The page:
How Long Can a Federal Employee Be on Workers' Comp?

Work Comp Q&A: How Long Can Federal Employees Be on Workers' Comp?

Suffering from a work-related injury can be a traumatic experience, and when a federal worker experiences an injury at work, they often don’t know what to do next.

To be fair, federal workers’ compensation is entirely different from each state’s workers’ compensation program. So if you have an understanding of worker’s compensation, it will not be applicable if you’re employed by the government.

Table of Contents

This article will give you a broader understanding by answering four of the most common questions about federal workers' compensation benefits, including:

How long can a federal employee be on workers' compensation?
What are the eligibility requirements for federal workers' comp benefits?
What do I need to prove to obtain federal workers’ compensation?
What benefits are included for federal employees through workers comp?

If you’re looking to get a more concise understanding of how federal workers’ compensation relates to you, speak with an independent insurance agent today. These agents can give you a clear understanding of which benefits you’re entitled to, how long they last, and what you can do to protect yourself and your finances.

How long can federal employee be on workers' compensation?

For most injuries, a federal worker is provided with regular wages for 45 days after a claim is filed and approved. Furthermore, compensation for lost wages due to an occupational disease can be awarded after an initial three-day waiting period.

After the 45-day period elapses, payment of wages will decrease to ⅔ of pre-disability wages, or ¾ of those wages if the worker has dependents. The question of length, however, can only be determined after a medical evaluation provides information on the extent of an injury. 

Those who are permanently disabled and can no longer participate in the workforce due to their injuries may qualify for life-long benefits. Alternatively, federal workers who are only partially disabled may only receive reduced amounts that make up the difference of lost wages. And if it is determined that a worker has fully recuperated, benefits will cease. 

What are the eligibility requirements for federal workers' comp benefits?

The first thing to understand is that federal employees who were injured at work don’t receive disability benefits through workers’ comp insurance or their state’s workers' comp program.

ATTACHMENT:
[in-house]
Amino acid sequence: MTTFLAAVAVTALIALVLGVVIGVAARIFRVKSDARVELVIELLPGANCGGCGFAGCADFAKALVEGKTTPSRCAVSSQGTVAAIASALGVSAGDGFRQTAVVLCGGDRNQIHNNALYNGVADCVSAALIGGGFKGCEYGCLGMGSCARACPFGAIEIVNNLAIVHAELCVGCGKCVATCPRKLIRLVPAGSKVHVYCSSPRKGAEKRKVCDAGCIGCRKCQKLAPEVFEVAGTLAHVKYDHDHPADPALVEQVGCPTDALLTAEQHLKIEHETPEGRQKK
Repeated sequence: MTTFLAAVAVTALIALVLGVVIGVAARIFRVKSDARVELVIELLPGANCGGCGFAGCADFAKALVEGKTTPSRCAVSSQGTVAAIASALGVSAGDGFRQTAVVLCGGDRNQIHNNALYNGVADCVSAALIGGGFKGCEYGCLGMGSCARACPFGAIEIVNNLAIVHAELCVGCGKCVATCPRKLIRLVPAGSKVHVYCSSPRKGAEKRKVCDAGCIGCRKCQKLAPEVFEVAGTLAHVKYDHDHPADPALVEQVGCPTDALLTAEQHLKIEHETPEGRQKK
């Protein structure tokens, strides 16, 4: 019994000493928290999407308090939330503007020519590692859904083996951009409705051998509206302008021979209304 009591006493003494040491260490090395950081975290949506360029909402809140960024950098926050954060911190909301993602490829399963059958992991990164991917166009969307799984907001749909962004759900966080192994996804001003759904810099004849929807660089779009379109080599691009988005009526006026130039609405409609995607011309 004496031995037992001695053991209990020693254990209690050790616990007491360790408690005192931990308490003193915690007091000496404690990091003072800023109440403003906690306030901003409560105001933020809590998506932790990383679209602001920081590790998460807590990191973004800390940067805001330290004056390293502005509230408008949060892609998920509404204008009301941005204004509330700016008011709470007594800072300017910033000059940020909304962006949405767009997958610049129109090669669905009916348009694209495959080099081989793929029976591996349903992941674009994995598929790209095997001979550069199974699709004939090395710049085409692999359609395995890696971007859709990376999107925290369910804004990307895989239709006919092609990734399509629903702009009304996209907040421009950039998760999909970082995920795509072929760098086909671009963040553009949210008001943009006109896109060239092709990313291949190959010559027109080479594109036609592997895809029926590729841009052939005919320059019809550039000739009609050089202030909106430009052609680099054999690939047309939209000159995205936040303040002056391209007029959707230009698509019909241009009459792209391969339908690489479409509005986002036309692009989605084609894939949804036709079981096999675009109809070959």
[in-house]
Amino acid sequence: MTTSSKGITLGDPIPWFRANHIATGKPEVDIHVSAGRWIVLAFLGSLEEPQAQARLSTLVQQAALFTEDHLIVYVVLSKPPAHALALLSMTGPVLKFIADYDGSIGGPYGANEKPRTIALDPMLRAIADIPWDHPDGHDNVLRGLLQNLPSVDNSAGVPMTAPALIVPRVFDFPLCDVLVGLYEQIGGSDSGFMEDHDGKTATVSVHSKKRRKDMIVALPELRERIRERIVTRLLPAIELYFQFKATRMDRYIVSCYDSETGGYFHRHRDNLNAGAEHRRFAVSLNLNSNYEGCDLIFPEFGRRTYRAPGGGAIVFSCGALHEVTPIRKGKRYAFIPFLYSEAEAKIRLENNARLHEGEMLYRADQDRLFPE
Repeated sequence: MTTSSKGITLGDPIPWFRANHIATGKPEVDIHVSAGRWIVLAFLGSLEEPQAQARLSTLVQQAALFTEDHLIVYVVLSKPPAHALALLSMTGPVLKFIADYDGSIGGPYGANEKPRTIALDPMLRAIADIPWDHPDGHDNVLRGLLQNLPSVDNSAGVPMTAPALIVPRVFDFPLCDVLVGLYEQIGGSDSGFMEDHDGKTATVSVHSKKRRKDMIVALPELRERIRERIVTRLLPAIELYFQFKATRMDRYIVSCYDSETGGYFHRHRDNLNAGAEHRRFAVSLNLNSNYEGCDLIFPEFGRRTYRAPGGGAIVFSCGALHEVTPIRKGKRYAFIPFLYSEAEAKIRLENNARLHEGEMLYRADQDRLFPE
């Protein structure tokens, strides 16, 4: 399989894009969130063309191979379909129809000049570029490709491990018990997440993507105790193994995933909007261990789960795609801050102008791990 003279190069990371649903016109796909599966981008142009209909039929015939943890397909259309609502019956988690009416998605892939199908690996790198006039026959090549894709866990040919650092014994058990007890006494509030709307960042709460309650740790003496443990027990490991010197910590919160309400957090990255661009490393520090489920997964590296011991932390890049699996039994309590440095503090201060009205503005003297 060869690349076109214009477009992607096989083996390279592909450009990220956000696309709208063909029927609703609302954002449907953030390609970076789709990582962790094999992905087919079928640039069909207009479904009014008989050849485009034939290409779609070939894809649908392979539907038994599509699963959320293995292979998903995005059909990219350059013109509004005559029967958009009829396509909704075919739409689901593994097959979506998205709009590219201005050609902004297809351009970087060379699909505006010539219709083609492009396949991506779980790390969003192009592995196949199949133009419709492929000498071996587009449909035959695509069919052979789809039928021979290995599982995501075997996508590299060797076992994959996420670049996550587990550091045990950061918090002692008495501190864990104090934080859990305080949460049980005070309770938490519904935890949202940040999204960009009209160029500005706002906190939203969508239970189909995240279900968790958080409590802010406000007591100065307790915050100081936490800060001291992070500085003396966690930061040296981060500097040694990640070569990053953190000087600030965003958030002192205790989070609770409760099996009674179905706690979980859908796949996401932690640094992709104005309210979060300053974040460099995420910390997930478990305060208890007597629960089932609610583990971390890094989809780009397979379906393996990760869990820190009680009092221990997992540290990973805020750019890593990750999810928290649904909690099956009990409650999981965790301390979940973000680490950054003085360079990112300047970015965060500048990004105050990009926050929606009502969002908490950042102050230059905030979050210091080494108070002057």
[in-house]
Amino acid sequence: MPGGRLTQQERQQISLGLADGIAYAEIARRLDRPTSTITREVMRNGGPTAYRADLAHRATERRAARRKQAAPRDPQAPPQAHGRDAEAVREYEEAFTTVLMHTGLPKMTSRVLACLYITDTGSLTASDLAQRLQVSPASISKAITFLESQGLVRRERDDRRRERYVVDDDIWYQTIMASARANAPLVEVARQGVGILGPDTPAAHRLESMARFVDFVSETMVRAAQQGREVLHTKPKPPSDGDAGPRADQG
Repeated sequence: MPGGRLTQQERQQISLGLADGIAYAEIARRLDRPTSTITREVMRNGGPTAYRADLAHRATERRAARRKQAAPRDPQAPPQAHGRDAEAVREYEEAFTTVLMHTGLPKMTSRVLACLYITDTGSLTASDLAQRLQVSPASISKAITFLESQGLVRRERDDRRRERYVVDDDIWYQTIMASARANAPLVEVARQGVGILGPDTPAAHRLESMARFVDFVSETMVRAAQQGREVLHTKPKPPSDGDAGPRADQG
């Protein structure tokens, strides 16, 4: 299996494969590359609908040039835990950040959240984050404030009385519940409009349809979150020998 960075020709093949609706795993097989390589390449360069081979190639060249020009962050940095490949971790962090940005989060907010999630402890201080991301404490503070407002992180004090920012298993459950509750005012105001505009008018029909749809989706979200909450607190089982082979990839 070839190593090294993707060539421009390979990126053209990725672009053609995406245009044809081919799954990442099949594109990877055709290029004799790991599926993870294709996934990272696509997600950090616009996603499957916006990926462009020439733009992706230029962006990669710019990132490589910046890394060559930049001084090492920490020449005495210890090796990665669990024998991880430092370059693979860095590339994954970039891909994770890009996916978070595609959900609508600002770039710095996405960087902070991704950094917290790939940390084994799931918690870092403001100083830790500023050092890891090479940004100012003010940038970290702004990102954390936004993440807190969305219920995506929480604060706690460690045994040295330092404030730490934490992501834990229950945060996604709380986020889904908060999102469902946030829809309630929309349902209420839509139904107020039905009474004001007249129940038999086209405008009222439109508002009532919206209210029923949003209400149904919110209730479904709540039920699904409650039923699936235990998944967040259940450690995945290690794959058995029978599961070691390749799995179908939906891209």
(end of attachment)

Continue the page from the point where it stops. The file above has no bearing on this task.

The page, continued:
Instead, most federal employees will receive workers' comp benefits through the US Department of Labor’s Office of Worker Compensation Programs (OWCP),  provided by the Federal Employees Compensation Act (FECA). Regardless of the number of years of service, nature of the position, or type of work you perform, coverage under FECA is provided to all federal government employees.

Like state-specific workers’ comp programs, FECA provides benefits and injury compensation for federal employees who are injured at work, or have occupational illnesses that arise over time due to hazardous work conditions. FECA also covers off-site injuries that occur during the course and scope of their employment, such as while traveling.

Also, surviving family members and dependents of federal workers who die on the job while doing work-related activities are eligible for death benefits and burial expenses.

Exemptions to FECA Benefits

There are few exemptions for those who can receive FECA benefits. 

Injuries and diseases that arise as a result of activities outside the "course and scope of employment" are ineligible for FECA benefits, including: 

  • Commuting to/from work
  • Recreational outings
  • Activities for personal reasons

Furthermore, injuries sustained under the influence of non-prescription drugs or alcohol are unlikely be covered.

Private government contractors are not eligible to receive FECA benefits. For those who work for a private company, the workers’ compensation laws in the state where the injury occurred will cover them instead.

There are also other types of federal employees who receive their own types of worker’s compensation, including:

  • Railroad workers
  • Longshoremen
  • Harbor workers
  • Coal miners (with black lung ailments) 
  • Members of the US Armed Forces 

What do I need to prove to obtain federal workers’ compensation?

To obtain federal workers’ compensation, you will need to file a claim with the Office of Workers’ Compensation Programs (OWCP), which is is administered by the US Department of Labor. A claims examiner will be assigned to review your file and will determine if your claim is legitimate, based on five factors:

1. The injury/illness occurred while the worker was employed by the federal government.